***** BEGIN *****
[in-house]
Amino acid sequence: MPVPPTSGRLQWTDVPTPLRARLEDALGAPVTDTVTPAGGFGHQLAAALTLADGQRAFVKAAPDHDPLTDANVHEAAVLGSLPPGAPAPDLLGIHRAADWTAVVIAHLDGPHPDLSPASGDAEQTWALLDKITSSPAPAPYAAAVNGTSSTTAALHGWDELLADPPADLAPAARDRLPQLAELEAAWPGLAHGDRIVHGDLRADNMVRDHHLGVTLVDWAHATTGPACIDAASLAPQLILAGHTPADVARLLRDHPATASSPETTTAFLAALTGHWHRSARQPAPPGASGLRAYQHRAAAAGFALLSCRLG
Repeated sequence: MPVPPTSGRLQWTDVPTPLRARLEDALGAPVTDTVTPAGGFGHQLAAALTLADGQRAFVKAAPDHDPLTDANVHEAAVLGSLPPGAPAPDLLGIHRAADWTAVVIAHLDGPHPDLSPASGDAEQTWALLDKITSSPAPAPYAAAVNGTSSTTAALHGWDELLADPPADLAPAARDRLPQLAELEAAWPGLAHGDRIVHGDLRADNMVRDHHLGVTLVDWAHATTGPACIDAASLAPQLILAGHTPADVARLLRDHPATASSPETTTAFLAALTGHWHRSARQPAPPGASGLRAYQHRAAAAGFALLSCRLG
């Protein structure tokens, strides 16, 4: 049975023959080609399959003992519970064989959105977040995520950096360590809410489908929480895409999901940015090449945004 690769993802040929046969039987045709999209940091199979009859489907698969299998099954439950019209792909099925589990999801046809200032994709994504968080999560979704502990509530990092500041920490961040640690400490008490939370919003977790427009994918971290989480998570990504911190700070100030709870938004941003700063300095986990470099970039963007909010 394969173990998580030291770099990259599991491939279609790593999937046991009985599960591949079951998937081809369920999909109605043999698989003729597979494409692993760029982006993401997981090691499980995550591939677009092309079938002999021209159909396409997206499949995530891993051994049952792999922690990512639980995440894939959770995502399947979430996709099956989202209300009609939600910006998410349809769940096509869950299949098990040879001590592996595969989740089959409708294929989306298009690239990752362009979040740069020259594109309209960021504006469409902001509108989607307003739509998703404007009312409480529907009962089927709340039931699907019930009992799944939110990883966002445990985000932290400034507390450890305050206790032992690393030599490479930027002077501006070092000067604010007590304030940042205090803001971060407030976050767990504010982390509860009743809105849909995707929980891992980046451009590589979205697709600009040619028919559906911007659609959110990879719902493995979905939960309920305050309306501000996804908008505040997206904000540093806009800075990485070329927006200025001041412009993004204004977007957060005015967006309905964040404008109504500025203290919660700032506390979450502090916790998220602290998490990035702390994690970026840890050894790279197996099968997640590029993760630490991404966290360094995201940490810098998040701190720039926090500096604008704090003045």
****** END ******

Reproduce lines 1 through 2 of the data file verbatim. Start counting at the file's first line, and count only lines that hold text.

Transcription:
[in-house]
Amino acid sequence: MPVPPTSGRLQWTDVPTPLRARLEDALGAPVTDTVTPAGGFGHQLAAALTLADGQRAFVKAAPDHDPLTDANVHEAAVLGSLPPGAPAPDLLGIHRAADWTAVVIAHLDGPHPDLSPASGDAEQTWALLDKITSSPAPAPYAAAVNGTSSTTAALHGWDELLADPPADLAPAARDRLPQLAELEAAWPGLAHGDRIVHGDLRADNMVRDHHLGVTLVDWAHATTGPACIDAASLAPQLILAGHTPADVARLLRDHPATASSPETTTAFLAALTGHWHRSARQPAPPGASGLRAYQHRAAAAGFALLSCRLG